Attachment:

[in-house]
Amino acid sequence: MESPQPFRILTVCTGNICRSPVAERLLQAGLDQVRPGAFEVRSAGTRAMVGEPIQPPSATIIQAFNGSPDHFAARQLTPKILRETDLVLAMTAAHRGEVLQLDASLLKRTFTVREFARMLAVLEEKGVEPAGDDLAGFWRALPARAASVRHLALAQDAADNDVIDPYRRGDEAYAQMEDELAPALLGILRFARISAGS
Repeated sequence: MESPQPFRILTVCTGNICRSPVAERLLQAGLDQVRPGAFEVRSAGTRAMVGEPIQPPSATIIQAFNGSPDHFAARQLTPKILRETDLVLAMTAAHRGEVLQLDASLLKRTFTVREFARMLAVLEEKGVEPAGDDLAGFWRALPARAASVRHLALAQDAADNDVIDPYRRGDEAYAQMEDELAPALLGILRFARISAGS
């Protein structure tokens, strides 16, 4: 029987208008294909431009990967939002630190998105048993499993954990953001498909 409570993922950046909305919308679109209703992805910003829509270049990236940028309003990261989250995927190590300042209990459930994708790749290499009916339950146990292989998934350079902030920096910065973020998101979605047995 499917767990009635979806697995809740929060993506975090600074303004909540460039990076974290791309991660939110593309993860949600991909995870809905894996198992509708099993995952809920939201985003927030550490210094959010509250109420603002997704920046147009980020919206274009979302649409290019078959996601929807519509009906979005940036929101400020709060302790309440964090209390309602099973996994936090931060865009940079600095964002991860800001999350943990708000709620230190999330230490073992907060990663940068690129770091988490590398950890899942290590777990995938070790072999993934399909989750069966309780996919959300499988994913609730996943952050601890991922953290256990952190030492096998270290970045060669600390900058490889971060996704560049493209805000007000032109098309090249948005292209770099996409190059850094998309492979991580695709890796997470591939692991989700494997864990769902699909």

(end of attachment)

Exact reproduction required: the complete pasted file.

[in-house]
Amino acid sequence: MESPQPFRILTVCTGNICRSPVAERLLQAGLDQVRPGAFEVRSAGTRAMVGEPIQPPSATIIQAFNGSPDHFAARQLTPKILRETDLVLAMTAAHRGEVLQLDASLLKRTFTVREFARMLAVLEEKGVEPAGDDLAGFWRALPARAASVRHLALAQDAADNDVIDPYRRGDEAYAQMEDELAPALLGILRFARISAGS
Repeated sequence: MESPQPFRILTVCTGNICRSPVAERLLQAGLDQVRPGAFEVRSAGTRAMVGEPIQPPSATIIQAFNGSPDHFAARQLTPKILRETDLVLAMTAAHRGEVLQLDASLLKRTFTVREFARMLAVLEEKGVEPAGDDLAGFWRALPARAASVRHLALAQDAADNDVIDPYRRGDEAYAQMEDELAPALLGILRFARISAGS
């Protein structure tokens, strides 16, 4: 029987208008294909431009990967939002630190998105048993499993954990953001498909 409570993922950046909305919308679109209703992805910003829509270049990236940028309003990261989250995927190590300042209990459930994708790749290499009916339950146990292989998934350079902030920096910065973020998101979605047995 499917767990009635979806697995809740929060993506975090600074303004909540460039990076974290791309991660939110593309993860949600991909995870809905894996198992509708099993995952809920939201985003927030550490210094959010509250109420603002997704920046147009980020919206274009979302649409290019078959996601929807519509009906979005940036929101400020709060302790309440964090209390309602099973996994936090931060865009940079600095964002991860800001999350943990708000709620230190999330230490073992907060990663940068690129770091988490590398950890899942290590777990995938070790072999993934399909989750069966309780996919959300499988994913609730996943952050601890991922953290256990952190030492096998270290970045060669600390900058490889971060996704560049493209805000007000032109098309090249948005292209770099996409190059850094998309492979991580695709890796997470591939692991989700494997864990769902699909």